E-commerce has made tremendous growth in Nigeria since the massive penetration of internet services in Nigeria and with it came lots of gaps in the Nigerian payments system. The Central Bank of Nigeria (“CBN”) which is responsible for the overall management of Nigeria’s financial system has the specific power to regulate, promote and facilitate payments. Section 47 (2) and (3) of the Central Bank of Nigeria (Establishment) Act (the “Act”) empowers the CBN to promote and facilitate the development of efficient and effective systems for settlement of transactions (including development of electronic payment systems).
The CBN is also empowered to prescribe rules and regulations for the effective operations of all clearing and settlement systems. In line with this mandate, the CBN has continued to develop regulations, guidelines and circulars that define, regulate and control payment activities within and beyond the traditional banking system. Some of these regulations and guidelines have been discussed in my previous articles.
On January 30th 2017, the CBN published an exposure draft of the ''Guidelines for the Direct Debit Scheme (Revised),” and ''Guidelines Bills Payments in Nigeria”. The CBN explains that the revised version of the guidelines on direct debit “recognizes the existing and emerging multi-channel options (Online platforms, Instant Payments etc.) applied for Direct Debit instructions in Nigeria. In addition, the provisions of these guidelines are harmonized with developments in the payments system since the release of the last version.”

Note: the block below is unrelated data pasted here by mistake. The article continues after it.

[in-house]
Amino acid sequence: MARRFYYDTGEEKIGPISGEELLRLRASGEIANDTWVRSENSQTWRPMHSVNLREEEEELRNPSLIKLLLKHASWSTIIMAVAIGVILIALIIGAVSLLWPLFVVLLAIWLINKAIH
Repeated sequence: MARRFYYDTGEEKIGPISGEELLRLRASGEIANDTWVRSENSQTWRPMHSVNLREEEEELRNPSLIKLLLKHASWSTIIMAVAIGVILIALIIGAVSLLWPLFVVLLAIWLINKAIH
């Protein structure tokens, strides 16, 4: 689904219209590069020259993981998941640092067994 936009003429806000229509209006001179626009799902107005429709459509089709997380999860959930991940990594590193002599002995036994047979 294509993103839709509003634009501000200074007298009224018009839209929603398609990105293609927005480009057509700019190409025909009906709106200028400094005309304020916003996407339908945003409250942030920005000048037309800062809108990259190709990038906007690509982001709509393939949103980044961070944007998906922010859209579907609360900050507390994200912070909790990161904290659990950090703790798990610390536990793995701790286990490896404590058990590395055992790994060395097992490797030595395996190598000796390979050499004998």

According to Wikipedia, “[a] direct debit or direct withdrawal is a financial transaction in which one person withdraws funds from another person's bank account. Formally, the person who directly draws the funds ("the payee") instructs his or her bank to collect (i.e., debit) an amount directly from another's ("the payer's") bank account designated by the payer and pay those funds into a bank account designated by the payee. Before the payer's banker will allow the transaction to take place, the payer must have advised the bank that he or she has authorized the payee to directly draw the funds. It is also called pre-authorized debit (PAD) or pre-authorized payment (PAP).” As such, once the payer has given an initial authorisation to the payee to collect funds from an account he holds with a financial institution (a commercial bank), that authorisation is continuous and the right of the payee to keep collecting that sum (or an expected variation of the sum) becomes running except the payer stops or revokes the authorisation.
When you think of a direct debit, subscription fees for your LinkedIn account, Netflix etc. quickly comes to mind. Some important features of a direct debit are that 1), the amount to be debited is does not have to be fixed, it may vary from one payment to another, 2) the date that the debit is to occur is known and fixed, 3) the bank is not an integral part of the contract and 4) the payment is usually initiated by the payee and not the payer/account owner. Please note that a direct debit is not direct deposit or a standing order, which are instructions by the account owner or payer to his bank to credit a certain amount of money to a payee at a pre-determined date.